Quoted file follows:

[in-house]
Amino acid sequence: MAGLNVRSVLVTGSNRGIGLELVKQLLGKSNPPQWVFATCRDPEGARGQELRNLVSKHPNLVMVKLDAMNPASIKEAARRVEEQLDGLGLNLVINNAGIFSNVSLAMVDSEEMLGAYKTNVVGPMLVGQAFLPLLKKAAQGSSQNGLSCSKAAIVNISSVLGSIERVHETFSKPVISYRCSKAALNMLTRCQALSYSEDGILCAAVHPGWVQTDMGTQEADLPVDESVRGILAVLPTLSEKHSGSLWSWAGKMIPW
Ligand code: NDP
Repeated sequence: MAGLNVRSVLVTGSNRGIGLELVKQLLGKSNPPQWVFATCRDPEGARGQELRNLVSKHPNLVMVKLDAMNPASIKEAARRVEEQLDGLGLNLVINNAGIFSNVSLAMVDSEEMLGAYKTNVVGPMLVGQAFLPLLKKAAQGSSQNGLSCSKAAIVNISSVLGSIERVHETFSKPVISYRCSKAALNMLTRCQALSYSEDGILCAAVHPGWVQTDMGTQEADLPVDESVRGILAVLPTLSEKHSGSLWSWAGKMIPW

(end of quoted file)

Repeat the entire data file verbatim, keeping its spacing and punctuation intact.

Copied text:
[in-house]
Amino acid sequence: MAGLNVRSVLVTGSNRGIGLELVKQLLGKSNPPQWVFATCRDPEGARGQELRNLVSKHPNLVMVKLDAMNPASIKEAARRVEEQLDGLGLNLVINNAGIFSNVSLAMVDSEEMLGAYKTNVVGPMLVGQAFLPLLKKAAQGSSQNGLSCSKAAIVNISSVLGSIERVHETFSKPVISYRCSKAALNMLTRCQALSYSEDGILCAAVHPGWVQTDMGTQEADLPVDESVRGILAVLPTLSEKHSGSLWSWAGKMIPW
Ligand code: NDP
Repeated sequence: MAGLNVRSVLVTGSNRGIGLELVKQLLGKSNPPQWVFATCRDPEGARGQELRNLVSKHPNLVMVKLDAMNPASIKEAARRVEEQLDGLGLNLVINNAGIFSNVSLAMVDSEEMLGAYKTNVVGPMLVGQAFLPLLKKAAQGSSQNGLSCSKAAIVNISSVLGSIERVHETFSKPVISYRCSKAALNMLTRCQALSYSEDGILCAAVHPGWVQTDMGTQEADLPVDESVRGILAVLPTLSEKHSGSLWSWAGKMIPW